• Altman arrived back at the OpenAI building for the “first and last time” wearing a guest badge, implying that he would either return as CEO or walk away indubitably.

Altman had one big condition for his return in that the existing board had to step down — setting a 5 p.m. deadline for the board to submit to the demands. The discussions reached an impasse as the Sunday deadline was missed.

November 20: Mass Exodus and Big Wins for Microsoft (sort of)

After a weekend of failed negotiations, Microsoft CEO Satya Nadella later announced the hiring of both Altman and Brockman to lead Microsoft’s new advanced AI research team — with Altman serving as CEO.

We’re extremely excited to share the news that Sam Altman and Greg Brockman, together with colleagues, will be joining Microsoft to lead a new advanced AI research team. We look forward to moving quickly to provide them with the resources needed for their success.

  • “The mission continues,” Altman responded.
  • The news came just a week after Microsoft unveiled its custom AI chip that can be used to train large language models (LLMs).

Just an hour later, OpenAI announced its new, new CEO: Twitch co-founder Emmett Shear.

  • Sheer accepted the “once-in-a-lifetime opportunity” after reflecting on it for “just a few hours,” he posted on X.
  • He also outlined a three-point plan that involved hiring an independent investigator to generate a full report of the events that led to Altman’s firing.

I have a three point plan for the next 30 days:

– Hire an independent investigator to dig into the entire process leading up to this point and generate a full report.

– Continue to speak to as many of our employees, partners, investors, and customers as possible, take good notes, and share the key takeaways.

– Reform the management and leadership team in light of recent departures into an effective force to drive results for our customers.

Outside OpenAI’s calculations was a revolt where about 95 percent of the company’s employees signed an open letter — threatening mass resignations unless the current board resigned, reinstated Sam Altman as CEO, and appointed two new independent directors like Bret Taylor and Will Hurd.

  • Chief scientist Ilya Sutskever said that he “deeply regret[s] my participation in the board’s actions” and “will do everything I can to reunite the company.” He was also one of the signatories to the open letter.

Experts said that much of the resigning staff could join Altman and a team of renegade ex-OpenAI team at Microsoft — something Microsoft is optimistic about.

November 21: Altman’s Back at OpenAI

With the board yet to respond to the staff petition, news of Altman’s possible return to OpenAI surfaced again.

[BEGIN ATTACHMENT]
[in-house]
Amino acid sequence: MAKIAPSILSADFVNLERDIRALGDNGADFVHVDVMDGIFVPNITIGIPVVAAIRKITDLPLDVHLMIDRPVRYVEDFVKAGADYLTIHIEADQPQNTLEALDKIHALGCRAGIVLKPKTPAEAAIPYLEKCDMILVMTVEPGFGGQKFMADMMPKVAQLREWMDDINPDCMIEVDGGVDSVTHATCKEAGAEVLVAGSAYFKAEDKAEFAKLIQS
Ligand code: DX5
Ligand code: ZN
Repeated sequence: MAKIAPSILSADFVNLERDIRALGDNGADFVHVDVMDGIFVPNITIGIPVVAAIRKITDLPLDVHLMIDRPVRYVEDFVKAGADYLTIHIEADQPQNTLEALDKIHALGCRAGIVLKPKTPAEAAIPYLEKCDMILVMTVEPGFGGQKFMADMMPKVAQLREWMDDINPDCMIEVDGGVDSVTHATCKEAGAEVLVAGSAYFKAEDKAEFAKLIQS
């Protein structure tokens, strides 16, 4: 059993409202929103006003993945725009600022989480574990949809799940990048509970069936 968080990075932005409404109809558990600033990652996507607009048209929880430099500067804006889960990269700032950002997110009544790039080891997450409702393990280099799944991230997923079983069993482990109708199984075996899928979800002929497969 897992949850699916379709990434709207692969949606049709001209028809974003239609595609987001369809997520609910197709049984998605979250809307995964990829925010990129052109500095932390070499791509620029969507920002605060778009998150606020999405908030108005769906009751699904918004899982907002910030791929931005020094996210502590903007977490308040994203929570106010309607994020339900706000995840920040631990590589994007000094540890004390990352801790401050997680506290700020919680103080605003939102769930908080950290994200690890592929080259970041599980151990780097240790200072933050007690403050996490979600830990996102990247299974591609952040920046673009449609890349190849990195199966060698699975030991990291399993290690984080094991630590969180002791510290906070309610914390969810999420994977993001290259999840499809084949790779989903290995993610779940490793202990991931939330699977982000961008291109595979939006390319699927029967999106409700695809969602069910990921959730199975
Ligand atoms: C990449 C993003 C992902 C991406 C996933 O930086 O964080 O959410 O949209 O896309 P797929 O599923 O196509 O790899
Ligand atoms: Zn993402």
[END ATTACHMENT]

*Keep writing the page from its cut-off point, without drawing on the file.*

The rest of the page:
• Interim CEO Emmett Shear reportedly threatened to resign unless the board could provide evidence of wrongdoing from Altman’s end — which led to the commencement of renegotiations.
  • Altman also wasn’t showing up in Microsoft’s corporate directory yet, which meant that things weren’t a done deal.

OpenAI confirmed that it had reached an “agreement in principle” for Sam Altman to return as CEO near 10 p.m. Tuesday, with a new initial board chaired by former Salesforce co-CEO Bret Taylor.

  • Besides Taylor, the new board is composed of former Treasury Secretary Larry Summers and current board member Adam D’Angelo, co-founder of Quora.
  • The initial board will help vet and appoint a bigger permanent board, reported The Verge, which may include an executive from Microsoft, OpenAI’s largest investor.
  • Greg Brockman and others who quit in protest of Altman’s firing are set to return as well.

Altman’s response: “i love openai, and everything i’ve done over the past few days has been in service of keeping this team and its mission together…. with the new board and w satya’s support, i’m looking forward to returning to openai, and building on our strong partnership with msft.”

  • Microsoft CEO Satya Nadella referred to these changes as “a first step on a path to more stable, well-informed, and effective governance.”
  • Emmett Shear posted that he was “deeply pleased” by this result since it was “the pathway that maximized safety alongside doing right by all stakeholders involved.”

What’s next: The weeklong drama could make the European Union and other governments make faster moves toward regulating the technology — something that aligned with the first board’s vision.

  • With OpenAI retaining its structure, the higher-ups attract criticism over principles and commitments — since its CEOs can still be fired at a moment’s notice.
  • As it experienced a looming threat of implosion, the company could also pull back on its efforts of deployment.

Editor’s note: A previous version of this article previously stated that Alman and Brockman are part of the new OpenAI board. We have since corrected the error. We regret the inconvenience.